Would it take more time? Perhaps. What I think many don’t realize is that “tech savvy” folks aren’t tech savvy because they are born that way. They devote themselves as learners first. The learning is hands-on and minds-on. They’ve Googled. They’ve trial and error-ed their way through developing blogs and learning the ins and outs of Google Drive and have connected with other educators to make sure they surround themselves with people who are smart and willing to share. And much of these learned content and skills are not “required.”

The freedom to veer from the required curriculum requires administrators who believe in their teachers’ abilities to learn alongside their students and to roll with it… to identify students’ needs and passions and provide them with the FREEDOM to learn. A curriculum is great, it’s neat, it can serve, when well-written, as a guide for teachers to help students know and understand important content. But we can’t expect our teachers to innovate given the constraints we’ve placed them under. It’s very possible to provide this type of freedom while still maintaining high expectations for learning. I’d wager you may even have some happier, less-stressed teachers and students on your hands. #eduwin

I will continue to ponder how we can best free teachers and students from the constraints of what’s “required” to provide conditions better suited for innovation… would love to hear your thoughts on how you’ve made this happen in your schools!


P.S. I’m on leave from my tech coaching position this semester, blessed with the opportunity to keep a new, tiny human nourished and entertained while simultaneously giving her older brother the exact same amount of love he had in his pre-baby-sister-days and maintaining some semblance of an organized household. #supermomma

Given those responsibilities I still can’t stop reading and connecting and learning, it’s a curse. I’ll also continue consulting and presenting and webinaring so be sure to contact me if you and your organization are looking for an energetic, passionate learner and leader!

Some thoughts on rotational learning.

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Oh, hey, blog. How you been?

One of the things I enjoy most about reading others’ blogs and tweets and Google+ postings is that I get a glimpse into what other schools and classrooms are up to. In the tech coaches world, there are plenty of fascinating things being shared and a lot of important questions being asked as we start the new school year. I thought I’d write a bit about rotational learning.

Rotational what-now?

Yes.

Our district has embarked on another year of implementing the PA Hybrid Learning Initiative. In its initial stages, we implemented the model in middle school classrooms, and last year we piloted in grades 1 and 6 in our three elementary schools. This year we’ve expanded to grades 2-5.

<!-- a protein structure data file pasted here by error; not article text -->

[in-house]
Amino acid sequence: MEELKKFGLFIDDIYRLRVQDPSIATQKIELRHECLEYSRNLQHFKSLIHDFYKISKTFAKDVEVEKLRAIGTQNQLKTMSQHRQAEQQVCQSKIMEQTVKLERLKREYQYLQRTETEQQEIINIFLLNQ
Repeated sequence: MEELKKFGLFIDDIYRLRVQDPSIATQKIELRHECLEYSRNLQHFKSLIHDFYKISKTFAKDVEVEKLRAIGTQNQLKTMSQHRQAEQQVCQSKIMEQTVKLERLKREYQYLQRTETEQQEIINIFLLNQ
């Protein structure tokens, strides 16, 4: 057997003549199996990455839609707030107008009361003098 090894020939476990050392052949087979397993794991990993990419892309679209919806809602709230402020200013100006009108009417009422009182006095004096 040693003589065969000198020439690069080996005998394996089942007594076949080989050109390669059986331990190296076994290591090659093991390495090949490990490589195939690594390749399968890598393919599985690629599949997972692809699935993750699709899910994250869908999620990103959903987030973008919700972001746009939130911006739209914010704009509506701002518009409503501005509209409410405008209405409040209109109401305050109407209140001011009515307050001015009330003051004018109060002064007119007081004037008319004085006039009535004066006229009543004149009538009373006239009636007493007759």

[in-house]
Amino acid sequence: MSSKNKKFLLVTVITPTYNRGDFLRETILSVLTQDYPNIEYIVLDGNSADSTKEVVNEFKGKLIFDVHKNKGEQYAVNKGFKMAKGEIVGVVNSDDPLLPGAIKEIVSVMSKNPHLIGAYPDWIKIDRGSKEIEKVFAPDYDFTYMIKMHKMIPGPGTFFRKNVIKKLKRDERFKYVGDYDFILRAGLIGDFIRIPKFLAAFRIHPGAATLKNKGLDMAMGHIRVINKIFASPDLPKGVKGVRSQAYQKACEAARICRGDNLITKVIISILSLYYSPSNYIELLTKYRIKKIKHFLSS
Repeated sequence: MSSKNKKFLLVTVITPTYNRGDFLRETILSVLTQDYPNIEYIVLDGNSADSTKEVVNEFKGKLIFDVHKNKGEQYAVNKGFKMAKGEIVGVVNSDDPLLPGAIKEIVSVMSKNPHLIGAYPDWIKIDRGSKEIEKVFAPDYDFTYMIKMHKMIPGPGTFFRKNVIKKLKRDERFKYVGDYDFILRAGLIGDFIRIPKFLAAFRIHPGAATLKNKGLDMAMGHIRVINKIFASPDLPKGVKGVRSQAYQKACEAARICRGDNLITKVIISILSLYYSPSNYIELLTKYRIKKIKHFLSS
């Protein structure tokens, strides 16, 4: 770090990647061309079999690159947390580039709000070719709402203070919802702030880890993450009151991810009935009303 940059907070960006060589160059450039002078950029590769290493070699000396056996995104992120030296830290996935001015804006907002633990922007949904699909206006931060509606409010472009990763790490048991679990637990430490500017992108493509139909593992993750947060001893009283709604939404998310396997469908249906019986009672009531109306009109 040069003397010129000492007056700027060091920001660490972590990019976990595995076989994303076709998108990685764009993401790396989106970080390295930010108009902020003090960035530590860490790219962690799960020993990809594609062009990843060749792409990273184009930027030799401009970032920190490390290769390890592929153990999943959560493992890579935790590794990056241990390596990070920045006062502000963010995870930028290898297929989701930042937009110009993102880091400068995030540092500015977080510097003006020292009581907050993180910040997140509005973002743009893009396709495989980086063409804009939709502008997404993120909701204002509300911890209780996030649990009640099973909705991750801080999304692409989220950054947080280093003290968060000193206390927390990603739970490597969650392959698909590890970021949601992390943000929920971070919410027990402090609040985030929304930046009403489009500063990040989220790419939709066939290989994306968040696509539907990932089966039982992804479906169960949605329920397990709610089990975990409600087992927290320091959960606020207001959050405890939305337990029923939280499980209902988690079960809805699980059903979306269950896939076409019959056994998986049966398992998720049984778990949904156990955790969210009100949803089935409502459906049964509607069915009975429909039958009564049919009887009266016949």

We decided as a district to refer to it as “rotational learning,” rather than hybrid learning, since that term can invoke feelings of tech-dominated learning environments, and we’d prefer not to think of the model in that way.

Rotational learning is, quite simply, a method of managing a classroom in three learning stations, through which students rotate during a block of time. For us, at the elementary level, it’s during Language Arts (120 minutes) and Math (90 minutes) blocks.

Direct Instruction – The teacher meets with a small group of students who have been grouped according to their academic data and delivers a lesson targeted to their needs.

Collaborative Station – Students work with one or more peers on an activity or project. This collaborative project usually builds upon content learned during direct and/or asks students to problem solve and work through concepts they’ll be learning in their direct group. It likely also incorporates content from science and social studies.

Independent Station – Students work independently on a learning task, including interacting with digital content providers.

Friends, this isn’t earth shattering. It’s not new. Especially in elementary-land. (It’s been marketed well. Districts in our state are all over it. Because education. Because edtech. Because profits.) We know the power of small group instruction, because we recognize value in establishing personal connections with kids and designing instruction to best meet their needs. This model attempts to provide a framework to organize the rotations and help districts understand how to organize the use of the technology they’ve provided to classrooms. (I do believe it is causing more a shift in what instruction looks like in our secondary classrooms, and I do believe it’s making a positive impact.)